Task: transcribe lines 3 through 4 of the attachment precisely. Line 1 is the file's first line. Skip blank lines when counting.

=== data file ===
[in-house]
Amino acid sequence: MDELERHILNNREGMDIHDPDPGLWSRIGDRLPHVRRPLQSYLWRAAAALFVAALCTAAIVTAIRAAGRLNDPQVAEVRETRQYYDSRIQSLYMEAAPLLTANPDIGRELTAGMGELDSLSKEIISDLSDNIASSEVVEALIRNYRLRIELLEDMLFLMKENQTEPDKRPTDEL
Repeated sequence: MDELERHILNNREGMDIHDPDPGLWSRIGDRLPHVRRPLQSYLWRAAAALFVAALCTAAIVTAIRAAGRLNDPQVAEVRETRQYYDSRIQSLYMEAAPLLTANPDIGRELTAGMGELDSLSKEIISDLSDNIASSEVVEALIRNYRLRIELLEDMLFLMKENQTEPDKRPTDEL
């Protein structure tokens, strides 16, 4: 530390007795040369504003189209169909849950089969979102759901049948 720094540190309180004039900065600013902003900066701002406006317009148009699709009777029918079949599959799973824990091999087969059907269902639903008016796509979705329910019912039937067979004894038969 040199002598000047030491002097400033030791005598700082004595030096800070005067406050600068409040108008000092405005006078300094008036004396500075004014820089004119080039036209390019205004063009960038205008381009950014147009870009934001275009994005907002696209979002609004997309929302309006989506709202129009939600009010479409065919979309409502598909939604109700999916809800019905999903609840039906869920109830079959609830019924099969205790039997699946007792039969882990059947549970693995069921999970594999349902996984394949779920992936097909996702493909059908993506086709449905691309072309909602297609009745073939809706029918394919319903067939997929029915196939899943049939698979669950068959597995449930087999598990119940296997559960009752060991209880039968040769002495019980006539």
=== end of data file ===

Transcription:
Repeated sequence: MDELERHILNNREGMDIHDPDPGLWSRIGDRLPHVRRPLQSYLWRAAAALFVAALCTAAIVTAIRAAGRLNDPQVAEVRETRQYYDSRIQSLYMEAAPLLTANPDIGRELTAGMGELDSLSKEIISDLSDNIASSEVVEALIRNYRLRIELLEDMLFLMKENQTEPDKRPTDEL
């Protein structure tokens, strides 16, 4: 530390007795040369504003189209169909849950089969979102759901049948 720094540190309180004039900065600013902003900066701002406006317009148009699709009777029918079949599959799973824990091999087969059907269902639903008016796509979705329910019912039937067979004894038969 040199002598000047030491002097400033030791005598700082004595030096800070005067406050600068409040108008000092405005006078300094008036004396500075004014820089004119080039036209390019205004063009960038205008381009950014147009870009934001275009994005907002696209979002609004997309929302309006989506709202129009939600009010479409065919979309409502598909939604109700999916809800019905999903609840039906869920109830079959609830019924099969205790039997699946007792039969882990059947549970693995069921999970594999349902996984394949779920992936097909996702493909059908993506086709449905691309072309909602297609009745073939809706029918394919319903067939997929029915196939899943049939698979669950068959597995449930087999598990119940296997559960009752060991209880039968040769002495019980006539």